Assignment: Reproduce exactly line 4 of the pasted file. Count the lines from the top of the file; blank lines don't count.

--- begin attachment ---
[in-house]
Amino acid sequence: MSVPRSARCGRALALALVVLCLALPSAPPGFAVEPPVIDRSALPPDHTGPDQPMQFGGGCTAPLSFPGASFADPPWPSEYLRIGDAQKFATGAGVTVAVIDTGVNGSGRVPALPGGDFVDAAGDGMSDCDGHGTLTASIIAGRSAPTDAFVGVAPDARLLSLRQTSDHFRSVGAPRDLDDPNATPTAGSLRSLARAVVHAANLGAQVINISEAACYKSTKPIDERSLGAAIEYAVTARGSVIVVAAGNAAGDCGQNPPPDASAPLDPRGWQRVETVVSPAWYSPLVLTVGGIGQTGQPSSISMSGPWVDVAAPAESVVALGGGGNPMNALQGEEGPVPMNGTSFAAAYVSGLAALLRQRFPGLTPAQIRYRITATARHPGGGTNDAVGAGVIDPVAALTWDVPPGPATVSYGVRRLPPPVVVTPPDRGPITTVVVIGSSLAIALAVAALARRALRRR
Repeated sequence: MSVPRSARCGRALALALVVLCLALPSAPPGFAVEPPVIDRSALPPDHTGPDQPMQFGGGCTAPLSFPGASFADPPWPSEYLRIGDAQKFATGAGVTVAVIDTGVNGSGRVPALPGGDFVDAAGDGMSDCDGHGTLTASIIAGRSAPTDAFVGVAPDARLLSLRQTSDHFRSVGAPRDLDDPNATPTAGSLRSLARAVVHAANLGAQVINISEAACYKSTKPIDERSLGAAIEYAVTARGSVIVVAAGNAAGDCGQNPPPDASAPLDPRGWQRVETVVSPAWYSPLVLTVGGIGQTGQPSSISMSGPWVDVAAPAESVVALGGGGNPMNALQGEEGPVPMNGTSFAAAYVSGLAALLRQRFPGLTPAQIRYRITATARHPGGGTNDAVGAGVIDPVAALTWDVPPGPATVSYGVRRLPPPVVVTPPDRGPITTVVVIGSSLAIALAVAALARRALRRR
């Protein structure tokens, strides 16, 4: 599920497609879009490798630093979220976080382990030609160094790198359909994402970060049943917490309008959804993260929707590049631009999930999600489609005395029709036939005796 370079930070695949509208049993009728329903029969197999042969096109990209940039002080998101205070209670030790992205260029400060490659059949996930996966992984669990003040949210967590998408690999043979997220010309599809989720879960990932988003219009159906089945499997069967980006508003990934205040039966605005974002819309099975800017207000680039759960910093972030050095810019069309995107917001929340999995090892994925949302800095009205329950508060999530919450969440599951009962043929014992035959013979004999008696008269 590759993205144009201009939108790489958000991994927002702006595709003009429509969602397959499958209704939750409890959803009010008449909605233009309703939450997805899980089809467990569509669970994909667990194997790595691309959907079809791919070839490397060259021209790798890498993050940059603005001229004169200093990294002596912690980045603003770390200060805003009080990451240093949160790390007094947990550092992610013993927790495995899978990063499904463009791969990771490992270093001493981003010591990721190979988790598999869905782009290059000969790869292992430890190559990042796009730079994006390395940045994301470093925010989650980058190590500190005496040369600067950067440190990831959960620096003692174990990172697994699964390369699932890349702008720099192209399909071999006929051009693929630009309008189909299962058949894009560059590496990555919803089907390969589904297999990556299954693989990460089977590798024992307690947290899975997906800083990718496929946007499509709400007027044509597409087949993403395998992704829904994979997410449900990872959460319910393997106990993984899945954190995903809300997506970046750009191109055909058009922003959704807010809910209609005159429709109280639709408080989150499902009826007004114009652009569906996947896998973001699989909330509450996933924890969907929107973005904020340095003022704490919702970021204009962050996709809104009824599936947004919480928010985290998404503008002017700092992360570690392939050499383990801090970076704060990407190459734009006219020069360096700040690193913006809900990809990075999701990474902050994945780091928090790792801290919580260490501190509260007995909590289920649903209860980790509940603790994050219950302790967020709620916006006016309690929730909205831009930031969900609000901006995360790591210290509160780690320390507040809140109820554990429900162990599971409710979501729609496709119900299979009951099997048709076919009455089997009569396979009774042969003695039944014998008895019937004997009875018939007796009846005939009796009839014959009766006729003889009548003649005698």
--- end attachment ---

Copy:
């Protein structure tokens, strides 16, 4: 599920497609879009490798630093979220976080382990030609160094790198359909994402970060049943917490309008959804993260929707590049631009999930999600489609005395029709036939005796 370079930070695949509208049993009728329903029969197999042969096109990209940039002080998101205070209670030790992205260029400060490659059949996930996966992984669990003040949210967590998408690999043979997220010309599809989720879960990932988003219009159906089945499997069967980006508003990934205040039966605005974002819309099975800017207000680039759960910093972030050095810019069309995107917001929340999995090892994925949302800095009205329950508060999530919450969440599951009962043929014992035959013979004999008696008269 590759993205144009201009939108790489958000991994927002702006595709003009429509969602397959499958209704939750409890959803009010008449909605233009309703939450997805899980089809467990569509669970994909667990194997790595691309959907079809791919070839490397060259021209790798890498993050940059603005001229004169200093990294002596912690980045603003770390200060805003009080990451240093949160790390007094947990550092992610013993927790495995899978990063499904463009791969990771490992270093001493981003010591990721190979988790598999869905782009290059000969790869292992430890190559990042796009730079994006390395940045994301470093925010989650980058190590500190005496040369600067950067440190990831959960620096003692174990990172697994699964390369699932890349702008720099192209399909071999006929051009693929630009309008189909299962058949894009560059590496990555919803089907390969589904297999990556299954693989990460089977590798024992307690947290899975997906800083990718496929946007499509709400007027044509597409087949993403395998992704829904994979997410449900990872959460319910393997106990993984899945954190995903809300997506970046750009191109055909058009922003959704807010809910209609005159429709109280639709408080989150499902009826007004114009652009569906996947896998973001699989909330509450996933924890969907929107973005904020340095003022704490919702970021204009962050996709809104009824599936947004919480928010985290998404503008002017700092992360570690392939050499383990801090970076704060990407190459734009006219020069360096700040690193913006809900990809990075999701990474902050994945780091928090790792801290919580260490501190509260007995909590289920649903209860980790509940603790994050219950302790967020709620916006006016309690929730909205831009930031969900609000901006995360790591210290509160780690320390507040809140109820554990429900162990599971409710979501729609496709119900299979009951099997048709076919009455089997009569396979009774042969003695039944014998008895019937004997009875018939007796009846005939009796009839014959009766006729003889009548003649005698």